Goal of research
The goal of the current project is to study the brain mechanisms of decision making and performance monitoring in conditions of internal uncertainty.
Although internal uncertainty has long been known in scientific literature [Kahneman, Tversky, 1982], psychophysiological mechanisms of internal uncertainty during decision making remain largely understudied both in Russian and international literature.
The use of the concept of internal uncertainty allows broadening the theoretical paradigm of cognitive control and analyzing it with the help of psychophysiological indices of brain activity in tasks involving high level of cognitive load.
In our previous research [Novikov et al., 2017], we demonstrated that during performance on the task requiring high level of cognitive load, deficient information processing (during the analysis of the sensory stimulus or during establishing the correspondence between stimuli and responses) leads to the state of internal uncertainty. Importantly, we hypothesize that the state of internal uncertainty significantly differs from the state of conflict, the latter being a classical pivotal notion within the cognitive control paradigm.
Methods and empirical base of research
Execution of the current research project involved using original approaches towards induction and detection of the state of internal uncertainty. The study was based on four experimental factors related to internal uncertainty. Within the current project, in addition to the response time factor [Novikov et al., 2017], we introduced three new factors, which allowed us to study the state of internal uncertainty in three time intervals – at the stage of evidence accumulation and decision making, at the stage of initialization and implementation of the decision, and at the stage of expectation and processing of the feedback signal.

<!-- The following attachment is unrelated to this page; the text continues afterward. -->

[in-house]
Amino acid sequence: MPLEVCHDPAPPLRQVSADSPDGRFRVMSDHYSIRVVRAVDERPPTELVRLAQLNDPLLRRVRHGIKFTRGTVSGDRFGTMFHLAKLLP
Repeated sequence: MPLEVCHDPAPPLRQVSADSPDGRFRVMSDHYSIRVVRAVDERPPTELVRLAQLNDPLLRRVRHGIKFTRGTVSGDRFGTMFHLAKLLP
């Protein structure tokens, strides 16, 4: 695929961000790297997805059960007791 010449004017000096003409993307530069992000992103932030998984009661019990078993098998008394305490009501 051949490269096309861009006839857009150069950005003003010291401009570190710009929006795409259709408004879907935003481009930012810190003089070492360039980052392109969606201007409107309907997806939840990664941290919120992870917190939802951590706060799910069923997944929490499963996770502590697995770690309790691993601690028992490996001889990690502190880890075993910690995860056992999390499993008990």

Having this as a purpose, we created a new modification of the condensation task, which was successfully used in our previous studies [Chernyshev, Medvedev, 2016; Novikov et al., 2015; Novikov et al., 2017], yet we introduced into this task several additional features of the experimental procedure that allowed us to analyze the factors of the internal uncertainty mentioned above. The condensation task is associated with high cognitive load, this feature distinguishing it from easier tasks commonly used in the studies of cognitive control. Thus, the condensation task is an adequate tool for studying internal uncertainty.
We recorded electroencephalogram and applied advanced mathematical methods of analysis.
Results of research
Corroborating our hypotheses, analysis of the psychophysiological indices revealed that the basic experimental factors of the current study (chimeric stimuli, long response time, uninformative feedback signal as well as motor hesitations before the actual behavioral response) indeed revealed association with the state of internal uncertainty.
For the first time, we have demonstrated that under the state of internal uncertainty P2 amplitude was increased. Moreover, this effect was clearly different from the effect of errors – since P2 amplitude did not depend upon trial outcome (correct or erroneous). In the state of internal uncertainty caused by chimerical stimuli, the effect of lowered P2 amplitude was accompanied by the effect of decrease (i.e. cancellation of increase) of theta oscillation in the pre-response time interval. This result cannot be explained within the traditional interpretation of post-stimulus theta oscillations being the correlate of conflict. On the contrary, this effect corroborates our point of view according to which the state on internal uncertainty has principal differences from the state of conflict: while conflict leads to the increase in post-stimulus and pre-response theta oscillations, the state of internal uncertainty does the opposite – it decreases theta oscillations at this state of decision making. Thus, the state of internal uncertainty, unlike the state of conflict, may be characterized by the lack of competition between the two alternative motor programs – because none of programs is sufficiently activated.